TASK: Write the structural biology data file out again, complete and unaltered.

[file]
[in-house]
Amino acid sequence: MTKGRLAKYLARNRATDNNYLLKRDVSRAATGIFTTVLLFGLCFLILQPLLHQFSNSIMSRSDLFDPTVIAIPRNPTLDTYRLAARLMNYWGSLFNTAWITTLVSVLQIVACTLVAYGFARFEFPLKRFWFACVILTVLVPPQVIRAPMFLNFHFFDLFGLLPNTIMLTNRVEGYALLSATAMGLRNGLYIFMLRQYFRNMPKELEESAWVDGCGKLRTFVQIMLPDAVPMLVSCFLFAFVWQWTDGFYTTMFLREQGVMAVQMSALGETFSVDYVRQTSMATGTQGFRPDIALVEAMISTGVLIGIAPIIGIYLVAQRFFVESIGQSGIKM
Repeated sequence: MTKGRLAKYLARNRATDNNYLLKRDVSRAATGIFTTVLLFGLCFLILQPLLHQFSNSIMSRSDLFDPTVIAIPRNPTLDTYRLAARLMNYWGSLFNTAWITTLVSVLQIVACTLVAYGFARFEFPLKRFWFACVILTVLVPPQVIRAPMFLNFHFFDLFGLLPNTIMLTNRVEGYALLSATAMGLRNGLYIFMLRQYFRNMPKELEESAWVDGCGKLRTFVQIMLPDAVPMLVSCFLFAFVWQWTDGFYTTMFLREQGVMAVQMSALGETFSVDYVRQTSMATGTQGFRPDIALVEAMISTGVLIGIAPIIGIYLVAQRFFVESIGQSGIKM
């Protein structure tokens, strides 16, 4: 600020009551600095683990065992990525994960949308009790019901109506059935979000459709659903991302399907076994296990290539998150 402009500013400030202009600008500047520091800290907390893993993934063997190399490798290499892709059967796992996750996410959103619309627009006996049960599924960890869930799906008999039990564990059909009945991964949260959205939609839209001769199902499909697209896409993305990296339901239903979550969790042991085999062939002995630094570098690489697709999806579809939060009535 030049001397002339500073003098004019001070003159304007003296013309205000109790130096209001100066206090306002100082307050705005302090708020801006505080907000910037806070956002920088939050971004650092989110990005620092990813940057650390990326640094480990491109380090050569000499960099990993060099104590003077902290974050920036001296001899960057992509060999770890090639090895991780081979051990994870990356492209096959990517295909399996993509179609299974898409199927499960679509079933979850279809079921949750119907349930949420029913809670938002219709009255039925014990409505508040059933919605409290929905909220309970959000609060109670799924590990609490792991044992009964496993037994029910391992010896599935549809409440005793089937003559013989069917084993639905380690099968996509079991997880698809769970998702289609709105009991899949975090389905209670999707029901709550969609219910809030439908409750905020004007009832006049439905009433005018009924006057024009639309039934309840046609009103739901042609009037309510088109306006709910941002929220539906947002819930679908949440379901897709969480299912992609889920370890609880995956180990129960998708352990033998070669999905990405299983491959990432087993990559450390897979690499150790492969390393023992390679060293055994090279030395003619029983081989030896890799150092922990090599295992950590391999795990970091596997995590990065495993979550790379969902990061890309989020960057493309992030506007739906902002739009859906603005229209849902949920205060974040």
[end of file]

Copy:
[in-house]
Amino acid sequence: MTKGRLAKYLARNRATDNNYLLKRDVSRAATGIFTTVLLFGLCFLILQPLLHQFSNSIMSRSDLFDPTVIAIPRNPTLDTYRLAARLMNYWGSLFNTAWITTLVSVLQIVACTLVAYGFARFEFPLKRFWFACVILTVLVPPQVIRAPMFLNFHFFDLFGLLPNTIMLTNRVEGYALLSATAMGLRNGLYIFMLRQYFRNMPKELEESAWVDGCGKLRTFVQIMLPDAVPMLVSCFLFAFVWQWTDGFYTTMFLREQGVMAVQMSALGETFSVDYVRQTSMATGTQGFRPDIALVEAMISTGVLIGIAPIIGIYLVAQRFFVESIGQSGIKM
Repeated sequence: MTKGRLAKYLARNRATDNNYLLKRDVSRAATGIFTTVLLFGLCFLILQPLLHQFSNSIMSRSDLFDPTVIAIPRNPTLDTYRLAARLMNYWGSLFNTAWITTLVSVLQIVACTLVAYGFARFEFPLKRFWFACVILTVLVPPQVIRAPMFLNFHFFDLFGLLPNTIMLTNRVEGYALLSATAMGLRNGLYIFMLRQYFRNMPKELEESAWVDGCGKLRTFVQIMLPDAVPMLVSCFLFAFVWQWTDGFYTTMFLREQGVMAVQMSALGETFSVDYVRQTSMATGTQGFRPDIALVEAMISTGVLIGIAPIIGIYLVAQRFFVESIGQSGIKM
């Protein structure tokens, strides 16, 4: 600020009551600095683990065992990525994960949308009790019901109506059935979000459709659903991302399907076994296990290539998150 402009500013400030202009600008500047520091800290907390893993993934063997190399490798290499892709059967796992996750996410959103619309627009006996049960599924960890869930799906008999039990564990059909009945991964949260959205939609839209001769199902499909697209896409993305990296339901239903979550969790042991085999062939002995630094570098690489697709999806579809939060009535 030049001397002339500073003098004019001070003159304007003296013309205000109790130096209001100066206090306002100082307050705005302090708020801006505080907000910037806070956002920088939050971004650092989110990005620092990813940057650390990326640094480990491109380090050569000499960099990993060099104590003077902290974050920036001296001899960057992509060999770890090639090895991780081979051990994870990356492209096959990517295909399996993509179609299974898409199927499960679509079933979850279809079921949750119907349930949420029913809670938002219709009255039925014990409505508040059933919605409290929905909220309970959000609060109670799924590990609490792991044992009964496993037994029910391992010896599935549809409440005793089937003559013989069917084993639905380690099968996509079991997880698809769970998702289609709105009991899949975090389905209670999707029901709550969609219910809030439908409750905020004007009832006049439905009433005018009924006057024009639309039934309840046609009103739901042609009037309510088109306006709910941002929220539906947002819930679908949440379901897709969480299912992609889920370890609880995956180990129960998708352990033998070669999905990405299983491959990432087993990559450390897979690499150790492969390393023992390679060293055994090279030395003619029983081989030896890799150092922990090599295992950590391999795990970091596997995590990065495993979550790379969902990061890309989020960057493309992030506007739906902002739009859906603005229209849902949920205060974040």